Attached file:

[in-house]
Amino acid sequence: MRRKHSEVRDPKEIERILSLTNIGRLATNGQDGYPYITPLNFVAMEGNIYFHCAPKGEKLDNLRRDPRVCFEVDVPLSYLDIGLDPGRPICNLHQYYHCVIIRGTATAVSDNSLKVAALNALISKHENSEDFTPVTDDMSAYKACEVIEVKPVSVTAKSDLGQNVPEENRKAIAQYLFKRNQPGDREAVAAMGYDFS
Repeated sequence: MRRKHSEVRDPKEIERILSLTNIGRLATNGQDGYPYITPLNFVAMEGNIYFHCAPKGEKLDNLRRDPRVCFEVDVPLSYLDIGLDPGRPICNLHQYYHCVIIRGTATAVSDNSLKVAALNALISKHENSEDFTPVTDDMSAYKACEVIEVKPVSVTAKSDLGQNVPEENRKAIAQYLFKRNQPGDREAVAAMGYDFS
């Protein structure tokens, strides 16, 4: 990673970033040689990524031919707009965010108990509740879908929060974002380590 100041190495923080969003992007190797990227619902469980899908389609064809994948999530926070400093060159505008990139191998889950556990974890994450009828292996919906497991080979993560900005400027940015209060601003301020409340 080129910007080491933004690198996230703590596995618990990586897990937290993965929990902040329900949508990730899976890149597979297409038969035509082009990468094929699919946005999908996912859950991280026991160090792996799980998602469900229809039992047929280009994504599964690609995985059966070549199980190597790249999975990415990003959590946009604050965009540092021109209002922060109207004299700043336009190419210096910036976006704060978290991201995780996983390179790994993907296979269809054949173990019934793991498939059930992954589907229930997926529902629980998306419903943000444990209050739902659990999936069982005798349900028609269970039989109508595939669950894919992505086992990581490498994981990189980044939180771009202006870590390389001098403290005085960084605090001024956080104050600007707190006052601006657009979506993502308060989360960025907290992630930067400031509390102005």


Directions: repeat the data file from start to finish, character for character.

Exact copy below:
[in-house]
Amino acid sequence: MRRKHSEVRDPKEIERILSLTNIGRLATNGQDGYPYITPLNFVAMEGNIYFHCAPKGEKLDNLRRDPRVCFEVDVPLSYLDIGLDPGRPICNLHQYYHCVIIRGTATAVSDNSLKVAALNALISKHENSEDFTPVTDDMSAYKACEVIEVKPVSVTAKSDLGQNVPEENRKAIAQYLFKRNQPGDREAVAAMGYDFS
Repeated sequence: MRRKHSEVRDPKEIERILSLTNIGRLATNGQDGYPYITPLNFVAMEGNIYFHCAPKGEKLDNLRRDPRVCFEVDVPLSYLDIGLDPGRPICNLHQYYHCVIIRGTATAVSDNSLKVAALNALISKHENSEDFTPVTDDMSAYKACEVIEVKPVSVTAKSDLGQNVPEENRKAIAQYLFKRNQPGDREAVAAMGYDFS
């Protein structure tokens, strides 16, 4: 990673970033040689990524031919707009965010108990509740879908929060974002380590 100041190495923080969003992007190797990227619902469980899908389609064809994948999530926070400093060159505008990139191998889950556990974890994450009828292996919906497991080979993560900005400027940015209060601003301020409340 080129910007080491933004690198996230703590596995618990990586897990937290993965929990902040329900949508990730899976890149597979297409038969035509082009990468094929699919946005999908996912859950991280026991160090792996799980998602469900229809039992047929280009994504599964690609995985059966070549199980190597790249999975990415990003959590946009604050965009540092021109209002922060109207004299700043336009190419210096910036976006704060978290991201995780996983390179790994993907296979269809054949173990019934793991498939059930992954589907229930997926529902629980998306419903943000444990209050739902659990999936069982005798349900028609269970039989109508595939669950894919992505086992990581490498994981990189980044939180771009202006870590390389001098403290005085960084605090001024956080104050600007707190006052601006657009979506993502308060989360960025907290992630930067400031509390102005």